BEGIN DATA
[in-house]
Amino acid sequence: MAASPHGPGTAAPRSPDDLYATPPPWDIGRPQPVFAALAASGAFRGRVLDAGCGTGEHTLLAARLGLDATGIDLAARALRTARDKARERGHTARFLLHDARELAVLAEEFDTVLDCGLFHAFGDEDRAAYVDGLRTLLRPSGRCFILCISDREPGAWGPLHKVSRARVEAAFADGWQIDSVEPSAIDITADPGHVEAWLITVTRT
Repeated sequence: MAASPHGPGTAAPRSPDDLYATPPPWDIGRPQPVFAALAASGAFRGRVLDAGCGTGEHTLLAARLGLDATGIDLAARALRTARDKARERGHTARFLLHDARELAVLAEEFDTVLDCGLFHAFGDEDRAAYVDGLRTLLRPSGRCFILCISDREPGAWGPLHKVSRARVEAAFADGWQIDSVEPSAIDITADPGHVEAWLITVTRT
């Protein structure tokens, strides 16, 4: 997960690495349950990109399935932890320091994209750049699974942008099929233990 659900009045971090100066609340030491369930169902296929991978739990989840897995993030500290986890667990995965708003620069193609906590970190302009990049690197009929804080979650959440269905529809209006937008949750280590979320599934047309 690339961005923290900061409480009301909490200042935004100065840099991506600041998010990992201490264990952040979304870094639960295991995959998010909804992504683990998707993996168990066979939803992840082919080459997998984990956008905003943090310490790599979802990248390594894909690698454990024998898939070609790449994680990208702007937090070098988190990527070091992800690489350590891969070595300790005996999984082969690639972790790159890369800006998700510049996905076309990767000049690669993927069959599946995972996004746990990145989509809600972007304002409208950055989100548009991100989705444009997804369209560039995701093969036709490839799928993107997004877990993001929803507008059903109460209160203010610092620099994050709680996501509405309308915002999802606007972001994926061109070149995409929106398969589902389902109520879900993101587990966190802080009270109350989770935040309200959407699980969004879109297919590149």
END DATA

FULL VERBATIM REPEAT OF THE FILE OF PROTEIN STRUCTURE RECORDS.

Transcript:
[in-house]
Amino acid sequence: MAASPHGPGTAAPRSPDDLYATPPPWDIGRPQPVFAALAASGAFRGRVLDAGCGTGEHTLLAARLGLDATGIDLAARALRTARDKARERGHTARFLLHDARELAVLAEEFDTVLDCGLFHAFGDEDRAAYVDGLRTLLRPSGRCFILCISDREPGAWGPLHKVSRARVEAAFADGWQIDSVEPSAIDITADPGHVEAWLITVTRT
Repeated sequence: MAASPHGPGTAAPRSPDDLYATPPPWDIGRPQPVFAALAASGAFRGRVLDAGCGTGEHTLLAARLGLDATGIDLAARALRTARDKARERGHTARFLLHDARELAVLAEEFDTVLDCGLFHAFGDEDRAAYVDGLRTLLRPSGRCFILCISDREPGAWGPLHKVSRARVEAAFADGWQIDSVEPSAIDITADPGHVEAWLITVTRT
């Protein structure tokens, strides 16, 4: 997960690495349950990109399935932890320091994209750049699974942008099929233990 659900009045971090100066609340030491369930169902296929991978739990989840897995993030500290986890667990995965708003620069193609906590970190302009990049690197009929804080979650959440269905529809209006937008949750280590979320599934047309 690339961005923290900061409480009301909490200042935004100065840099991506600041998010990992201490264990952040979304870094639960295991995959998010909804992504683990998707993996168990066979939803992840082919080459997998984990956008905003943090310490790599979802990248390594894909690698454990024998898939070609790449994680990208702007937090070098988190990527070091992800690489350590891969070595300790005996999984082969690639972790790159890369800006998700510049996905076309990767000049690669993927069959599946995972996004746990990145989509809600972007304002409208950055989100548009991100989705444009997804369209560039995701093969036709490839799928993107997004877990993001929803507008059903109460209160203010610092620099994050709680996501509405309308915002999802606007972001994926061109070149995409929106398969589902389902109520879900993101587990966190802080009270109350989770935040309200959407699980969004879109297919590149």